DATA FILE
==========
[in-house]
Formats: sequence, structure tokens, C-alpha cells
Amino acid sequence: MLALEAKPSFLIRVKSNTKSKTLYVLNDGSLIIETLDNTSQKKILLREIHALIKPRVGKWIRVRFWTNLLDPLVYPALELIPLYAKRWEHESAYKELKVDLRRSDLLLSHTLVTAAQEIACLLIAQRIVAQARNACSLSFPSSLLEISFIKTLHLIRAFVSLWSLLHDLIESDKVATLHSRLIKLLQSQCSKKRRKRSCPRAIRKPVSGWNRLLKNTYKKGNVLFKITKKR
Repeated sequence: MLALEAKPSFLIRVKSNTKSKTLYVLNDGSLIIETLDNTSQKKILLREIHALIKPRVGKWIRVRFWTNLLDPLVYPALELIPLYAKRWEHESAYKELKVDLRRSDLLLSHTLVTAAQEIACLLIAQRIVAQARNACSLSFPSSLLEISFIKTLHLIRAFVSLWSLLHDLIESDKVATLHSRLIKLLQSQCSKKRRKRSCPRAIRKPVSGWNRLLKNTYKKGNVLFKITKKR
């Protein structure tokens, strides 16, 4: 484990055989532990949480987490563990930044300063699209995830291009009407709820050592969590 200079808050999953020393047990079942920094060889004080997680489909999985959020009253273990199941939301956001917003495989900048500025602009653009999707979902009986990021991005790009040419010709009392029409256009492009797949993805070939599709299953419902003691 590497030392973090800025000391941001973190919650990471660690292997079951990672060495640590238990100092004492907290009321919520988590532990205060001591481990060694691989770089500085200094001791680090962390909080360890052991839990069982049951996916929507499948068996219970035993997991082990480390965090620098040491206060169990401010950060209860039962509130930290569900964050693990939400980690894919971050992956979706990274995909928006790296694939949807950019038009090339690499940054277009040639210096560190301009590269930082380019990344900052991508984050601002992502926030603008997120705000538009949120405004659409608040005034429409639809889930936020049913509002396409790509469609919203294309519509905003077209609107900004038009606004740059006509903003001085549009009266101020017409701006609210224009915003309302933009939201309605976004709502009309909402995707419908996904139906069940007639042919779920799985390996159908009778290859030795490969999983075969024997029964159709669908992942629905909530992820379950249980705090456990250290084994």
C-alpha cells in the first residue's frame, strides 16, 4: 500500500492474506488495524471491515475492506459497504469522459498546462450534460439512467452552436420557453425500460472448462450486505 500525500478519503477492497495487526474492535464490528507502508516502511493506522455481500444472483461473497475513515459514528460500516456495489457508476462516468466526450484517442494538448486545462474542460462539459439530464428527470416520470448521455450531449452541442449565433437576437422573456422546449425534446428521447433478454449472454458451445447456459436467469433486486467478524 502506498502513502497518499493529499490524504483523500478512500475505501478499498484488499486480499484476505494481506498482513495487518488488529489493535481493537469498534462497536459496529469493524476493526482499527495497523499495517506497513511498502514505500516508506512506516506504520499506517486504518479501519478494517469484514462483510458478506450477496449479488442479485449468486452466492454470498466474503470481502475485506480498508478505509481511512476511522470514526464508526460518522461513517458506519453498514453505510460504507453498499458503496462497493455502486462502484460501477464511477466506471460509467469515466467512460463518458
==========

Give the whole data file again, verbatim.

[in-house]
Formats: sequence, structure tokens, C-alpha cells
Amino acid sequence: MLALEAKPSFLIRVKSNTKSKTLYVLNDGSLIIETLDNTSQKKILLREIHALIKPRVGKWIRVRFWTNLLDPLVYPALELIPLYAKRWEHESAYKELKVDLRRSDLLLSHTLVTAAQEIACLLIAQRIVAQARNACSLSFPSSLLEISFIKTLHLIRAFVSLWSLLHDLIESDKVATLHSRLIKLLQSQCSKKRRKRSCPRAIRKPVSGWNRLLKNTYKKGNVLFKITKKR
Repeated sequence: MLALEAKPSFLIRVKSNTKSKTLYVLNDGSLIIETLDNTSQKKILLREIHALIKPRVGKWIRVRFWTNLLDPLVYPALELIPLYAKRWEHESAYKELKVDLRRSDLLLSHTLVTAAQEIACLLIAQRIVAQARNACSLSFPSSLLEISFIKTLHLIRAFVSLWSLLHDLIESDKVATLHSRLIKLLQSQCSKKRRKRSCPRAIRKPVSGWNRLLKNTYKKGNVLFKITKKR
């Protein structure tokens, strides 16, 4: 484990055989532990949480987490563990930044300063699209995830291009009407709820050592969590 200079808050999953020393047990079942920094060889004080997680489909999985959020009253273990199941939301956001917003495989900048500025602009653009999707979902009986990021991005790009040419010709009392029409256009492009797949993805070939599709299953419902003691 590497030392973090800025000391941001973190919650990471660690292997079951990672060495640590238990100092004492907290009321919520988590532990205060001591481990060694691989770089500085200094001791680090962390909080360890052991839990069982049951996916929507499948068996219970035993997991082990480390965090620098040491206060169990401010950060209860039962509130930290569900964050693990939400980690894919971050992956979706990274995909928006790296694939949807950019038009090339690499940054277009040639210096560190301009590269930082380019990344900052991508984050601002992502926030603008997120705000538009949120405004659409608040005034429409639809889930936020049913509002396409790509469609919203294309519509905003077209609107900004038009606004740059006509903003001085549009009266101020017409701006609210224009915003309302933009939201309605976004709502009309909402995707419908996904139906069940007639042919779920799985390996159908009778290859030795490969999983075969024997029964159709669908992942629905909530992820379950249980705090456990250290084994």
C-alpha cells in the first residue's frame, strides 16, 4: 500500500492474506488495524471491515475492506459497504469522459498546462450534460439512467452552436420557453425500460472448462450486505 500525500478519503477492497495487526474492535464490528507502508516502511493506522455481500444472483461473497475513515459514528460500516456495489457508476462516468466526450484517442494538448486545462474542460462539459439530464428527470416520470448521455450531449452541442449565433437576437422573456422546449425534446428521447433478454449472454458451445447456459436467469433486486467478524 502506498502513502497518499493529499490524504483523500478512500475505501478499498484488499486480499484476505494481506498482513495487518488488529489493535481493537469498534462497536459496529469493524476493526482499527495497523499495517506497513511498502514505500516508506512506516506504520499506517486504518479501519478494517469484514462483510458478506450477496449479488442479485449468486452466492454470498466474503470481502475485506480498508478505509481511512476511522470514526464508526460518522461513517458506519453498514453505510460504507453498499458503496462497493455502486462502484460501477464511477466506471460509467469515466467512460463518458